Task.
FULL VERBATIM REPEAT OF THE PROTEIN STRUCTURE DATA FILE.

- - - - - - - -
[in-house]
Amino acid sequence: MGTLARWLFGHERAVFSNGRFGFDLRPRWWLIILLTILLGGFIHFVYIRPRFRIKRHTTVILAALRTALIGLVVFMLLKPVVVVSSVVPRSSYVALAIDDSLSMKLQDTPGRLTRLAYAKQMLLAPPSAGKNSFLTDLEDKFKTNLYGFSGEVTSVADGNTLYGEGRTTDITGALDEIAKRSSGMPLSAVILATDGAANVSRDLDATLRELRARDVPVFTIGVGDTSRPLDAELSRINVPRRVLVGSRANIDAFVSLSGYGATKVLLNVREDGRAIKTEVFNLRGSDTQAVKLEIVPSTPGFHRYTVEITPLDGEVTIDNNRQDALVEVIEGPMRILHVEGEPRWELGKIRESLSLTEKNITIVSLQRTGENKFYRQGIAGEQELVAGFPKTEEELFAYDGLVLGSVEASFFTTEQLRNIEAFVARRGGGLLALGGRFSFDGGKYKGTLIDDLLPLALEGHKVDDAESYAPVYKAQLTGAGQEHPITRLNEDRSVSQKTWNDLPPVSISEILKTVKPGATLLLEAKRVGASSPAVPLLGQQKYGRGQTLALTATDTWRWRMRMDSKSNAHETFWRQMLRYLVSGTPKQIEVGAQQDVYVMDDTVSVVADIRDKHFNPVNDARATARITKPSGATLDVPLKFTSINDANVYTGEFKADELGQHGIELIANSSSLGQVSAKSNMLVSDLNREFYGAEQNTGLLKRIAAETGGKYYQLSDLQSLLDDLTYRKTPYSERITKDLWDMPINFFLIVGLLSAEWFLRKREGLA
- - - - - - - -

[in-house]
Amino acid sequence: MGTLARWLFGHERAVFSNGRFGFDLRPRWWLIILLTILLGGFIHFVYIRPRFRIKRHTTVILAALRTALIGLVVFMLLKPVVVVSSVVPRSSYVALAIDDSLSMKLQDTPGRLTRLAYAKQMLLAPPSAGKNSFLTDLEDKFKTNLYGFSGEVTSVADGNTLYGEGRTTDITGALDEIAKRSSGMPLSAVILATDGAANVSRDLDATLRELRARDVPVFTIGVGDTSRPLDAELSRINVPRRVLVGSRANIDAFVSLSGYGATKVLLNVREDGRAIKTEVFNLRGSDTQAVKLEIVPSTPGFHRYTVEITPLDGEVTIDNNRQDALVEVIEGPMRILHVEGEPRWELGKIRESLSLTEKNITIVSLQRTGENKFYRQGIAGEQELVAGFPKTEEELFAYDGLVLGSVEASFFTTEQLRNIEAFVARRGGGLLALGGRFSFDGGKYKGTLIDDLLPLALEGHKVDDAESYAPVYKAQLTGAGQEHPITRLNEDRSVSQKTWNDLPPVSISEILKTVKPGATLLLEAKRVGASSPAVPLLGQQKYGRGQTLALTATDTWRWRMRMDSKSNAHETFWRQMLRYLVSGTPKQIEVGAQQDVYVMDDTVSVVADIRDKHFNPVNDARATARITKPSGATLDVPLKFTSINDANVYTGEFKADELGQHGIELIANSSSLGQVSAKSNMLVSDLNREFYGAEQNTGLLKRIAAETGGKYYQLSDLQSLLDDLTYRKTPYSERITKDLWDMPINFFLIVGLLSAEWFLRKREGLA